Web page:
John Fogerty pulled himself out of the game sometime after his 1976 album Hoodoo failed to materialize and he sat on the bench for a full decade, returning in the thick of the Reagan era with Centerfield in 1985. For as knowingly nostalgic as Centerfield is, deliberately mining from Fogerty’s childhood memories and consciously referencing his older tunes, the album is steeped in the mid-‘80s, propelled too often by electronic drums -- the title track has a particularly egregious use of synthesized handclaps -- occasionally colored by synths and always relying on the wide-open production that characterized the ‘80s…plus, there’s no denying that this is the work of a middle-aged baby boomer, romanticizing TV, rockabilly, baseball, and rock & roll girls. Since Fogerty always romanticized a past he never lived, these sepia tones suit him but it also helps that he’s written a clutch of terrific songs: that giddy ode to his beloved game, the equally sunny rocker “Rock and Roll Girls,” the snappy Sun tribute “Big Train from Memphis,” the gently swaying “I Saw It on TV,” the rip-roaring “I Can’t Help Myself” (only slightly undone by its hyper-active drum programming) and, of course, “The Old Man Down the Road,” a callback to CCR’s spooky swamp rock so successful that Saul Zaentz, the then-president of Fogerty’s former label Fantasy, sued John for plagiarizing himself. Of course, Zaentz’s ire was likely piqued by Fogerty baiting the record label president on no less than two songs on this slim, nine-track LP: Fogerty howls against “Mr. Greed” and taunts that “Zanz Kant Danz but he’ll steal your money,” a potshot so direct he had to retitle it “Vanz Kant Danz” on subsequent pressings. Perhaps Fogerty’s anger is justified -- he had to give up his rights to CCR songs as a condition of leaving Fantasy -- but it’s not articulated well in song, adding a slight unwelcome sourness to an album that’s otherwise a cheerful, glorious comeback.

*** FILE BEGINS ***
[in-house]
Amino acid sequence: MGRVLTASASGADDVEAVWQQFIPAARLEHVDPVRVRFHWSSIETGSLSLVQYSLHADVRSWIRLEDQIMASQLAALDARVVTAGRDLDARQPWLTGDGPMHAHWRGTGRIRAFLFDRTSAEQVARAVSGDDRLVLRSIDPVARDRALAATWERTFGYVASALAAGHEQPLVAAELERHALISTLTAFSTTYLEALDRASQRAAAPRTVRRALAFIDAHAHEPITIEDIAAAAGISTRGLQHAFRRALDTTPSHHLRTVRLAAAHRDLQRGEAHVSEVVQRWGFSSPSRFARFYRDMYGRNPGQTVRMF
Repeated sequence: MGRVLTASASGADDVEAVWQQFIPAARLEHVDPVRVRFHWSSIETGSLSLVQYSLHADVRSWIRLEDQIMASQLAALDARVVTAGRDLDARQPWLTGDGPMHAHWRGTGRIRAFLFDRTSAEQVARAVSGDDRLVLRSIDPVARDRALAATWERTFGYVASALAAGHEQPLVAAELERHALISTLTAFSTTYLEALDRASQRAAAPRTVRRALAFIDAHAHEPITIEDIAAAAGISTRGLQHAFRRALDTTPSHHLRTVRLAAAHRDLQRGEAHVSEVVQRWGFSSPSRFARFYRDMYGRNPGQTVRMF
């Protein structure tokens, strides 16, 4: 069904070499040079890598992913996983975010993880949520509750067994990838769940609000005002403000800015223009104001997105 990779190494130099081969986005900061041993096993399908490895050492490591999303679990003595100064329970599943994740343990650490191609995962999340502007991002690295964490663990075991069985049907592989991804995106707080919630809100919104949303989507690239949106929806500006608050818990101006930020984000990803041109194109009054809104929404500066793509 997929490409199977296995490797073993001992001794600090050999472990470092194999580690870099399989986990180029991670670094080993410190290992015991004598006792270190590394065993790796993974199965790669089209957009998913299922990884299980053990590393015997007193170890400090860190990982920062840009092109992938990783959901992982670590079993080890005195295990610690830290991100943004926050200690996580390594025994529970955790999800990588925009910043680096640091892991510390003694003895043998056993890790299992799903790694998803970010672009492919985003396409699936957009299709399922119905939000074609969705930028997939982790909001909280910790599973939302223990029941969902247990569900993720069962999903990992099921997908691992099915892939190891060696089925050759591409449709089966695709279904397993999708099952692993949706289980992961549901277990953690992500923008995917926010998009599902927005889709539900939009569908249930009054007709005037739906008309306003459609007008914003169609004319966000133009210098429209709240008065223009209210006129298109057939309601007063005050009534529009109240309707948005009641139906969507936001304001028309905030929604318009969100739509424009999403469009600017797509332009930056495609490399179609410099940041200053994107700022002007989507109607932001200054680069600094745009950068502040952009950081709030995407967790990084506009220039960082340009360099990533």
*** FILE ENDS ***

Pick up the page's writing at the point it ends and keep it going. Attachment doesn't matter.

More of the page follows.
AllMusic Review by Stephen Thomas Erlewine